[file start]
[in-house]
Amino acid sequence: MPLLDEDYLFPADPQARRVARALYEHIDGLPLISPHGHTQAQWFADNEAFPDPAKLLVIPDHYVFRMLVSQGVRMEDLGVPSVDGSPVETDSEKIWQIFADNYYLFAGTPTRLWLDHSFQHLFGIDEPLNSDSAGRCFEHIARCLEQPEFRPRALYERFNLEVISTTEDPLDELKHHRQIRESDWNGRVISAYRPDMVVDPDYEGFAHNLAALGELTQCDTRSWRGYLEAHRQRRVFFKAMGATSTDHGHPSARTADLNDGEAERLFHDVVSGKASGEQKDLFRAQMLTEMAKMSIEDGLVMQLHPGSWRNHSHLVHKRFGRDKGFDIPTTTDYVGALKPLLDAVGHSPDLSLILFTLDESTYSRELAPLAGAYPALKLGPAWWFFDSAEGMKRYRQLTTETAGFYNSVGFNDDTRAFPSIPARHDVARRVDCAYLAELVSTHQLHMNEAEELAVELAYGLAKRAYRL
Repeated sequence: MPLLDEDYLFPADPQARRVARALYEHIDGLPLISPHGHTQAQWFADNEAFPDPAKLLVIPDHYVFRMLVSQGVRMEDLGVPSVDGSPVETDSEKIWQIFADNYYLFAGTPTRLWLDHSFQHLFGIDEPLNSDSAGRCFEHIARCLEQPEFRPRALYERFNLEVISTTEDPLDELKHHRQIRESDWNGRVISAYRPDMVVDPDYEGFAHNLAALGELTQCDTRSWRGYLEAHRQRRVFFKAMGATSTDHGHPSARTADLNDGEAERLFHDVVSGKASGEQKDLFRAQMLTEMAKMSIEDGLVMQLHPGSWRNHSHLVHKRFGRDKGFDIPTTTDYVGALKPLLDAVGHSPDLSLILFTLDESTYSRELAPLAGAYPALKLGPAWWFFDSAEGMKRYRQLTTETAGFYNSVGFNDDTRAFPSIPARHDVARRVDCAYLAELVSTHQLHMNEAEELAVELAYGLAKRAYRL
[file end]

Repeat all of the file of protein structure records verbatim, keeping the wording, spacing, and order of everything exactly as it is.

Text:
[in-house]
Amino acid sequence: MPLLDEDYLFPADPQARRVARALYEHIDGLPLISPHGHTQAQWFADNEAFPDPAKLLVIPDHYVFRMLVSQGVRMEDLGVPSVDGSPVETDSEKIWQIFADNYYLFAGTPTRLWLDHSFQHLFGIDEPLNSDSAGRCFEHIARCLEQPEFRPRALYERFNLEVISTTEDPLDELKHHRQIRESDWNGRVISAYRPDMVVDPDYEGFAHNLAALGELTQCDTRSWRGYLEAHRQRRVFFKAMGATSTDHGHPSARTADLNDGEAERLFHDVVSGKASGEQKDLFRAQMLTEMAKMSIEDGLVMQLHPGSWRNHSHLVHKRFGRDKGFDIPTTTDYVGALKPLLDAVGHSPDLSLILFTLDESTYSRELAPLAGAYPALKLGPAWWFFDSAEGMKRYRQLTTETAGFYNSVGFNDDTRAFPSIPARHDVARRVDCAYLAELVSTHQLHMNEAEELAVELAYGLAKRAYRL
Repeated sequence: MPLLDEDYLFPADPQARRVARALYEHIDGLPLISPHGHTQAQWFADNEAFPDPAKLLVIPDHYVFRMLVSQGVRMEDLGVPSVDGSPVETDSEKIWQIFADNYYLFAGTPTRLWLDHSFQHLFGIDEPLNSDSAGRCFEHIARCLEQPEFRPRALYERFNLEVISTTEDPLDELKHHRQIRESDWNGRVISAYRPDMVVDPDYEGFAHNLAALGELTQCDTRSWRGYLEAHRQRRVFFKAMGATSTDHGHPSARTADLNDGEAERLFHDVVSGKASGEQKDLFRAQMLTEMAKMSIEDGLVMQLHPGSWRNHSHLVHKRFGRDKGFDIPTTTDYVGALKPLLDAVGHSPDLSLILFTLDESTYSRELAPLAGAYPALKLGPAWWFFDSAEGMKRYRQLTTETAGFYNSVGFNDDTRAFPSIPARHDVARRVDCAYLAELVSTHQLHMNEAEELAVELAYGLAKRAYRL